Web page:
To turn ON or turn OFF any pin on the Arduino we use the digitalWrite() function. It takes two arguments as the input, the pin and the state HIGH or LOW. You can see I have turned OFF all the LEDs. Then there is a delay of 1 second. 1000 milliseconds are equal to 1 second.

Then I am turning ON and turn OFF each LED with a 1 second delay.

Practical Demo:

RGB Led with Arduino Uno R4

In a program like the above one, if you want to change the delay time, you will have to manually change the delay at all places, which can be quite annoying, especially if the code is lengthy. To easily change the delay time, we can define a separate variable and then use it in the delay function. To explain this point, I have slightly modified this program.



RGB LED Blinking Program 2:

const int R_Pin = 9;     // Red LED is connected to the Arduino PWM Pin 9
const int G_Pin = 10;    // Green LED is connected to the Arduino PWM Pin 10
const int B_Pin = 11;    // Blue LED is connected to the Arduino PWM Pin 11

int MyDelay = 50;

void setup() {

  pinMode(R_Pin, OUTPUT);
  pinMode(G_Pin, OUTPUT);
  pinMode(B_Pin, OUTPUT);

}


void loop() {

  // Turn off all the three LEDs
  digitalWrite(R_Pin, LOW);
  digitalWrite(G_Pin, LOW);
  digitalWrite(B_Pin, LOW);
  delay(MyDelay); // one second delay: MyDelay milli seconds are equal to 1 second. 

  digitalWrite(R_Pin, HIGH);
  delay(MyDelay);
  digitalWrite(R_Pin, LOW);
  delay(MyDelay);

  digitalWrite(G_Pin, HIGH);
  delay(MyDelay);
  digitalWrite(G_Pin, LOW);
  delay(MyDelay);

  digitalWrite(B_Pin, HIGH);
  delay(MyDelay);
  digitalWrite(B_Pin, LOW);
  delay(MyDelay);
  
  }

You can see that I have defined a variable named MyDelay, where I have stored the value 500. This represents the delay time in milliseconds. I have used the MyDelay variable in the delay() function throughout the entire program. Now, if I need to change the delay time, I can simply go to the top and change the value there.

Now, you can increase the delay time in just a second, try different delays and you will be amazed with the cool patterns. For the practical demonstration, you can watch the video tutorial available on “Electronic Clinic” YouTube channel.

Anyway, next we are going to generate different colors. As you know RGB LEDs, or Red-Green-Blue Light-Emitting Diodes can emit light in three primary colors: red, green, and blue. These LEDs are widely used in various applications due to their ability to produce a broad spectrum of colors by adjusting the intensity of each primary color. In this example, I am not going to control the light intensity but I am going to directly mix these primary colors.

Yellow (R+G)

Cyan (G+B)

Magenta (R+B)

White (R+G+B)




RGB LEDs Color Mixing Program 3:

const int R_Pin = 9;     // Red LED is connected to the Arduino PWM Pin 9
const int G_Pin = 10;    // Green LED is connected to the Arduino PWM Pin 10
const int B_Pin = 11;    // Blue LED is connected to the Arduino PWM Pin 11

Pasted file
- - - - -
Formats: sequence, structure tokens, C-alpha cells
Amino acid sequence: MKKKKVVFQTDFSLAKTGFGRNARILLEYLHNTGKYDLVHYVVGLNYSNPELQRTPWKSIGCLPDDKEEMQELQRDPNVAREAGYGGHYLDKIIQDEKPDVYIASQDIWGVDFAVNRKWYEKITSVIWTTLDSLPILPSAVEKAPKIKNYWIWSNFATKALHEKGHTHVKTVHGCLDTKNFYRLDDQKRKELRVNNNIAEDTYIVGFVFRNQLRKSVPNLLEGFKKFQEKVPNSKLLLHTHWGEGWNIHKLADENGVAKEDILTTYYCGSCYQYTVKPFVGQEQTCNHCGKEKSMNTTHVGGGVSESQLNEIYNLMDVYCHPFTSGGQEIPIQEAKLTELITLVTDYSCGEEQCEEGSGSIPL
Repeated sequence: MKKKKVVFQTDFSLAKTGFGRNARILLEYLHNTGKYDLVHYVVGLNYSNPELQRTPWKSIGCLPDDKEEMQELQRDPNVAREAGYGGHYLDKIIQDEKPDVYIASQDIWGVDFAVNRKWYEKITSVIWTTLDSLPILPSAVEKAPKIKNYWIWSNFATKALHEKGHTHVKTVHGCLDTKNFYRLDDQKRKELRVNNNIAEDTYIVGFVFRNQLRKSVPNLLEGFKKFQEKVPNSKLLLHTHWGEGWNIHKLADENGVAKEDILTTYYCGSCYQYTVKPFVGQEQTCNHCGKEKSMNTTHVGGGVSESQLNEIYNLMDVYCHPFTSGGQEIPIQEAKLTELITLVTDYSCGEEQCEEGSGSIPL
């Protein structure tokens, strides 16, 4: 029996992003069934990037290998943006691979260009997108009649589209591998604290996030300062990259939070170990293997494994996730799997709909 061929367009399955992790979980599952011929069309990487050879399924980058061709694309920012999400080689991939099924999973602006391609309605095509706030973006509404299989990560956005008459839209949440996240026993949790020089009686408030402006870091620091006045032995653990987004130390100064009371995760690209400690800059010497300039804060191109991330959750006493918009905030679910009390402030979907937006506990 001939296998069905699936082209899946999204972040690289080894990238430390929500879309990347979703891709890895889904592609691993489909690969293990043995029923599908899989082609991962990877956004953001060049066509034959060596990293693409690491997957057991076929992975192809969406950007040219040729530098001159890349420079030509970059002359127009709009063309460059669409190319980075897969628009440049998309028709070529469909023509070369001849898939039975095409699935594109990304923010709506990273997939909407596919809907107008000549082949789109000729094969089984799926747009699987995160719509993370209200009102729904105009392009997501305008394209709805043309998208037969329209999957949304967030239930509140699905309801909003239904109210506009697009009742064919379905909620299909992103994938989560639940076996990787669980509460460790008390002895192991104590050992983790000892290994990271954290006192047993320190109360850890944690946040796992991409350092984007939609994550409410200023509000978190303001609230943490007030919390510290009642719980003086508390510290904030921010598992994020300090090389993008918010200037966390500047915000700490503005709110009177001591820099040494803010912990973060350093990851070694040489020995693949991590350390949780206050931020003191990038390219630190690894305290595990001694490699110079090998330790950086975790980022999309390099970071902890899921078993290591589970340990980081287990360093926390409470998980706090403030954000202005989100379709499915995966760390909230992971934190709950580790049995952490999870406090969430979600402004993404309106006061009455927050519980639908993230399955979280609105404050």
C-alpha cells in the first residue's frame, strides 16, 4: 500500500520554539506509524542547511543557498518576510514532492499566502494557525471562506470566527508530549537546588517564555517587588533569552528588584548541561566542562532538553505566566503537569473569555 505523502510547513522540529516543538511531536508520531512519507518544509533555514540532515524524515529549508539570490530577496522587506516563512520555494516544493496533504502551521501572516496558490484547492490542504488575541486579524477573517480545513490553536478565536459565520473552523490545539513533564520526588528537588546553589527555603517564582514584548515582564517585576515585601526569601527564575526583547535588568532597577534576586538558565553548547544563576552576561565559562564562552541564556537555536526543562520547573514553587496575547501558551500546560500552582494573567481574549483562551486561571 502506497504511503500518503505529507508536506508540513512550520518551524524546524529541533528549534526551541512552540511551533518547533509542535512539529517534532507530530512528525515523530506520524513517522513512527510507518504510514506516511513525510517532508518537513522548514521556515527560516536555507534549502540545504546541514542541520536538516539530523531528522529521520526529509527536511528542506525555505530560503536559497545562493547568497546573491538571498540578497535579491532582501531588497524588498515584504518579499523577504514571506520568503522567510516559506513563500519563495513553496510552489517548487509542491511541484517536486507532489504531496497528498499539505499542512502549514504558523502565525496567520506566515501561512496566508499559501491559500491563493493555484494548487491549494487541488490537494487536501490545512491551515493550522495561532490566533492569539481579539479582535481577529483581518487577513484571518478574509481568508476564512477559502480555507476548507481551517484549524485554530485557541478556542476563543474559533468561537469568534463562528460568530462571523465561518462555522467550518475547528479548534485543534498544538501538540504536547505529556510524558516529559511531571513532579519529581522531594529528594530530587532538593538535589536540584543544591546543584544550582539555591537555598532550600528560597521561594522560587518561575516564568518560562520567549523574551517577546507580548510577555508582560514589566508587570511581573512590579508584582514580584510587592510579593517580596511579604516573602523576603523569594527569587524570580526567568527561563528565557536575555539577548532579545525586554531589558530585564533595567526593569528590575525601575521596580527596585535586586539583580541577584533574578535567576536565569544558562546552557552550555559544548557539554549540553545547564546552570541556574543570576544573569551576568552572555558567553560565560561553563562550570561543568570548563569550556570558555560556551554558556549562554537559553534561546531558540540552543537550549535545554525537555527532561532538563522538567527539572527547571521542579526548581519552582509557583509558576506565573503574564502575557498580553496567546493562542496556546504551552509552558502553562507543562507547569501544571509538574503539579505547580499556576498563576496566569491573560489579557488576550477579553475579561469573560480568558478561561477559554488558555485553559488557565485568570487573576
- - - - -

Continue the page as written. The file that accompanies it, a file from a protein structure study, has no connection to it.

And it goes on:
int MyDelay = 1000;

void setup() {

  pinMode(R_Pin, OUTPUT);
  pinMode(G_Pin, OUTPUT);
  pinMode(B_Pin, OUTPUT);

}


void loop() {

  // Turn off all the three LEDs
  digitalWrite(R_Pin, LOW);
  digitalWrite(G_Pin, LOW);
  digitalWrite(B_Pin, LOW);
  delay(MyDelay); // one second delay: MyDelay milli seconds are equal to 1 second. 

  digitalWrite(R_Pin, HIGH);
  delay(MyDelay);
  digitalWrite(R_Pin, LOW);
  delay(MyDelay);

  digitalWrite(G_Pin, HIGH);
  delay(MyDelay);
  digitalWrite(G_Pin, LOW);
  delay(MyDelay);

  digitalWrite(B_Pin, HIGH);
  delay(MyDelay);
  digitalWrite(B_Pin, LOW);
  delay(MyDelay);


  //Yellow (R+G)
  digitalWrite(R_Pin, HIGH);
  digitalWrite(G_Pin, HIGH);
  delay(MyDelay);

  digitalWrite(R_Pin, LOW);
  digitalWrite(G_Pin, LOW);
  delay(MyDelay);


  //Cyan (G+B)
  digitalWrite(G_Pin, HIGH);
  digitalWrite(B_Pin, HIGH);
  delay(MyDelay);

  digitalWrite(G_Pin, LOW);
  digitalWrite(B_Pin, LOW);
  delay(MyDelay);


  //Magenta (R+B)
  digitalWrite(R_Pin, HIGH);
  digitalWrite(B_Pin, HIGH);
  delay(MyDelay);

  digitalWrite(R_Pin, LOW);
  digitalWrite(B_Pin, LOW);
  delay(MyDelay);

  //White (R+G+B)
  digitalWrite(R_Pin, HIGH);
  digitalWrite(G_Pin, HIGH);
  digitalWrite(B_Pin, HIGH);
  delay(MyDelay);

  digitalWrite(R_Pin, LOW);
  digitalWrite(G_Pin, LOW);
  digitalWrite(B_Pin, LOW);
  delay(MyDelay);
  

  
  }

I modified the program a bit. I changed the delay time back to 1000 milliseconds. Now, if we go to the loop() function…

You can see I added other instructions. There isn’t anything complicated, I am just turning ON and turning OFF multiple LEDs at a time to generate different colors.

To Generate the Yellow color I am simply turning ON the Red and Green LEDs at the same time. Then it stays ON for 1 second and then turns OFF.

Similarly, to generate the Cyan color I am turning ON the Green and Blue LEDs at the same time.

To generate the Magenta color I am turning ON the Red and Blue LEDs and for the White color I am turning ON all the LEDs at the same time.

RGB Led with Arduino Uno R4

To avoid making this article too long, I will use the push button in my next article. So, that’s all for now.



Watch Video Tutorial:

 

Engr Fahad

My name is Shahzada Fahad and I am an Electrical Engineer. I have been doing Job in UAE as a site engineer in an Electrical Construction Company. Currently, I am running my own YouTube channel "Electronic Clinic", and managing this Website. My Hobbies are * Watching Movies * Music * Martial Arts * Photography * Travelling * Make Sketches and so on...